Baku, February 18 – Kosovo “has the right to independent existence as a state,” a leader of the Council of Muftis of Russia (SMR) said last night, because the conflict there between Serbs and Albanians has such “deep roots” and has cost so many lives that the coexistence of these two communities in a single state is “impossible.”
In making this declaration, Nafigulla Ashirov, the SMR’s deputy head and one of the most outspoken of Russia’s Muslim leaders, added that it was important that the European community “assume responsibility” for the security of Kosovo’s Serbian population (http://www.vesti.ru/doc.html?id=164142&cid=9).
Other Islamic leaders in Russia, including Talgat Tajuddin, the Supreme Mufti of the Central Muslim Spiritual Directorate (MSD), are likely to echo the Kremlin’s opposition to Kosovo’s independence when they issue statements today or tomorrow. But Ashirov’s remarks almost certainly reflect the actual views of most Muslims there.
That is all the more likely to be the case because spokesmen for the Moscow Patriarchate have indicated that their opposition to Kosovo’s move has more to do with their worries about the fate of the Orthodox Serbs in Kosovo than with the principle of the territorial integrity of states (http://www.interfax-religion.ru/?act=dujour&div=177).
And consequently, the somewhat hyperbolic statements of some Moscow commentators already today that “the independence of Kosovo has split the world” into two halves (http://www.utro.ru/articles/2008/02/18/717102.shtml) may apply with perhaps equal force to the situation within the Russian Federation as well.
Meanwhile, in Georgia, Iliya II, the catholicos of the autocephalous Orthodox Church there, has weighed in against any moves by Moscow, as a response to the Kosovo declaration to recognize the independence of Abkhazia and South Ossetia (http://www.apsny.ge/news/1203307266.php).
In his Sunday homily yesterday, Iliya, referring to Moscow’s “threats” to do so, said that he wanted to remind Russia that while “the Georgian people is very often divided in its thinking … all of us – the government, the opposition, the church, and the people – are of one mind that Georgia was and must remain an indivisible state.”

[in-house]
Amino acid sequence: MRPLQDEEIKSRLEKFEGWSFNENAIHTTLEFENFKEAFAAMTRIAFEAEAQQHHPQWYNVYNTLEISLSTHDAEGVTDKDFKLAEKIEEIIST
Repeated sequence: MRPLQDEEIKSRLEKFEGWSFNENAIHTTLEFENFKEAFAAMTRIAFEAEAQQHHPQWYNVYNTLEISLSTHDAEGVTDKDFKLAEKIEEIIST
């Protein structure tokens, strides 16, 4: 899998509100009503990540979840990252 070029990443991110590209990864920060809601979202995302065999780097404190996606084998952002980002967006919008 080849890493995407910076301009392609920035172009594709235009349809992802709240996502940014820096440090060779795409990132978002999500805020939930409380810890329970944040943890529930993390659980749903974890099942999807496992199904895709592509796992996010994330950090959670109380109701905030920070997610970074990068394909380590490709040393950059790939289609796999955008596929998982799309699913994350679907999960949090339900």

Despite Russian rhetoric including Foreign Minister Sergei Lavrov’s statement on Friday that Moscow will modify its approach to the two so-called “unrecognized” states within Georgia if Kosovo went ahead with its declaration as it now has, Russia is unlikely to do anything precipitous.
While some in Abkhazia and South Ossetia say they plan to appeal to the international community for recognition with the argument that there should be “no double standards” on this issue (http://www.utro.ru/news/2008/02/18/717099.shtml), both Moscow and the leaders in both of these regions will proceed cautiously.
That is because, Dmitry Medoyev, South Ossetia’s representative in Moscow, said in an interview published by Utro.ru this morning, the Ossetins back Moscow’s view that international law must be followed rather than violated as he suggested that West had done in Kosovo (http://www.utro.ru/articles/2008/02/18/717106.shtml).
There must not be any “double standards,” he continued, and South Ossetia’s push for independence will continue. As a result, he strongly implied that it would not achieve international recognition soon, although he explicitly warned that Tbilisi as “a satellite of the United States” may exploit the situation to move against his republic.